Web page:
Here’s What You Need To Know About Today’s General Election In New York City

It’s General Election Day in New York! While there aren’t any state or national offices up for election today, there are a number of important local elections going on across the state on the city, town, and county level.

In New York City, there’s only one citywide position that residents in all five boroughs are voting for: the office of public advocate. The public advocate serves as an ombudsperson for city residents; they can investigate complaints and and propose City Council legislation.

Public Advocate Democratic incumbent Jumaane Williams is running for reelection against Republican council member Joe Borelli and Libertarian technologist Devin Balkind. Williams is favored to win.

“It’s a showcase race,” Larry Levy, Executive Dean of the National Center for Suburban Studies at Hofstra University, explained to CBSN New York. “The person who wins it will have a statewide platform, can run for mayor.”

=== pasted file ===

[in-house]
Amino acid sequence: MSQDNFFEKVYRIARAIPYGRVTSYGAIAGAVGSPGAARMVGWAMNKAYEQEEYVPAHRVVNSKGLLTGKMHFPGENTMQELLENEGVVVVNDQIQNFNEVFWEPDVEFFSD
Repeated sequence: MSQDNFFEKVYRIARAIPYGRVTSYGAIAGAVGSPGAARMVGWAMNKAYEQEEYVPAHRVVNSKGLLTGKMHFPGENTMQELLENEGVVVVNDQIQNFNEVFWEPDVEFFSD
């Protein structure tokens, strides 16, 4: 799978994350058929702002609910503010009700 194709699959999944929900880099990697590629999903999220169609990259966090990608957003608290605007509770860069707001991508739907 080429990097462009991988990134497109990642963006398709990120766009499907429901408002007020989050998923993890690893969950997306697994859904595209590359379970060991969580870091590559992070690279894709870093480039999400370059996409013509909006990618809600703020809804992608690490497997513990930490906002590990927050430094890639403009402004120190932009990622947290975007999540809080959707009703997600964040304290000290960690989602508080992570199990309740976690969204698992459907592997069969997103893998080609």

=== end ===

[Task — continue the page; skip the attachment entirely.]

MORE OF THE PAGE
In Queens, the Bronx, and Staten Island, residents are also voting for the office of district attorney. And in the 45th district (which encompasses Flatbush, East Flatbush, Midwood, Marine Park, Flatlands and Kensington), residents are voting on a new councilmember. Three judicial posts will also appear on certain residents’ ballots, including Civil Court justices and Supreme Court justices.

Additionally, there are several questions on the ballot:

Question 1 is for “ranked-choice voting,” which offers voters the ability to choose and rank up to five candidates in primaries and special elections.

Question 2 would allow the Civilian Complaint Review Board to investigate and prosecute officers who are suspected of lying during investigations.

Question 3 would extend the ban before officials can lobby their former agency colleagues to two years instead of one.

Question 4 would create a rainy day fund in the city’s budget.

Question 5 would make developers submit a summary of their plans for land use to local community boards earlier.

You can visit the New York City Board of Elections website to see a sample ballot and find your polling site.

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